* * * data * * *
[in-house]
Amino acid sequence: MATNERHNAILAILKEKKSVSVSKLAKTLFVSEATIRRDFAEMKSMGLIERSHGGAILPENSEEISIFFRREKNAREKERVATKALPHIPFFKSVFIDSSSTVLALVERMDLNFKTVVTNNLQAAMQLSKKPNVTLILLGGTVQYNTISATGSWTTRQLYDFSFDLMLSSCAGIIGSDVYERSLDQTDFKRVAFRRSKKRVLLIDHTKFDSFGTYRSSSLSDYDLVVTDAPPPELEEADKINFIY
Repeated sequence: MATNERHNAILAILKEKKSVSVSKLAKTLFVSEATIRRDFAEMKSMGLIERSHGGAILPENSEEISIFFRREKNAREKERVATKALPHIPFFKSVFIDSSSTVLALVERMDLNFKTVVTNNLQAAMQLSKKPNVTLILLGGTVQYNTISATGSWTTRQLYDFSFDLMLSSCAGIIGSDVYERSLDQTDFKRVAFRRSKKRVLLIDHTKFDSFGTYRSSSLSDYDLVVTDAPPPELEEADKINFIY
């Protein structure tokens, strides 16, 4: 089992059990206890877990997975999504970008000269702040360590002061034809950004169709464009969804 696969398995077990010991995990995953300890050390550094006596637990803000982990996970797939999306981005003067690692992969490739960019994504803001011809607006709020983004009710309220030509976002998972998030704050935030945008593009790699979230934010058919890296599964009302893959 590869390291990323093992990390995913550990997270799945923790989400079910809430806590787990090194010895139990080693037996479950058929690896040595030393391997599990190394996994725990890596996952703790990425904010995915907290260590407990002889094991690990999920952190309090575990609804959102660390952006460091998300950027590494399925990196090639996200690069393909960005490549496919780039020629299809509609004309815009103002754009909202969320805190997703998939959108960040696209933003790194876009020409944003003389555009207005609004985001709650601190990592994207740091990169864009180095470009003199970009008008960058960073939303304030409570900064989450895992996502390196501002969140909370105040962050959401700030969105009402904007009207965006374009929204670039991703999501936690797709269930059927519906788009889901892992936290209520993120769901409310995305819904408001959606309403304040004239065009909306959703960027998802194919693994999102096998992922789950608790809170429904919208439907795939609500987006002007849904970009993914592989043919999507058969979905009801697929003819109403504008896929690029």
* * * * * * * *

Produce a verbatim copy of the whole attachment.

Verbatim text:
[in-house]
Amino acid sequence: MATNERHNAILAILKEKKSVSVSKLAKTLFVSEATIRRDFAEMKSMGLIERSHGGAILPENSEEISIFFRREKNAREKERVATKALPHIPFFKSVFIDSSSTVLALVERMDLNFKTVVTNNLQAAMQLSKKPNVTLILLGGTVQYNTISATGSWTTRQLYDFSFDLMLSSCAGIIGSDVYERSLDQTDFKRVAFRRSKKRVLLIDHTKFDSFGTYRSSSLSDYDLVVTDAPPPELEEADKINFIY
Repeated sequence: MATNERHNAILAILKEKKSVSVSKLAKTLFVSEATIRRDFAEMKSMGLIERSHGGAILPENSEEISIFFRREKNAREKERVATKALPHIPFFKSVFIDSSSTVLALVERMDLNFKTVVTNNLQAAMQLSKKPNVTLILLGGTVQYNTISATGSWTTRQLYDFSFDLMLSSCAGIIGSDVYERSLDQTDFKRVAFRRSKKRVLLIDHTKFDSFGTYRSSSLSDYDLVVTDAPPPELEEADKINFIY
């Protein structure tokens, strides 16, 4: 089992059990206890877990997975999504970008000269702040360590002061034809950004169709464009969804 696969398995077990010991995990995953300890050390550094006596637990803000982990996970797939999306981005003067690692992969490739960019994504803001011809607006709020983004009710309220030509976002998972998030704050935030945008593009790699979230934010058919890296599964009302893959 590869390291990323093992990390995913550990997270799945923790989400079910809430806590787990090194010895139990080693037996479950058929690896040595030393391997599990190394996994725990890596996952703790990425904010995915907290260590407990002889094991690990999920952190309090575990609804959102660390952006460091998300950027590494399925990196090639996200690069393909960005490549496919780039020629299809509609004309815009103002754009909202969320805190997703998939959108960040696209933003790194876009020409944003003389555009207005609004985001709650601190990592994207740091990169864009180095470009003199970009008008960058960073939303304030409570900064989450895992996502390196501002969140909370105040962050959401700030969105009402904007009207965006374009929204670039991703999501936690797709269930059927519906788009889901892992936290209520993120769901409310995305819904408001959606309403304040004239065009909306959703960027998802194919693994999102096998992922789950608790809170429904919208439907795939609500987006002007849904970009993914592989043919999507058969979905009801697929003819109403504008896929690029």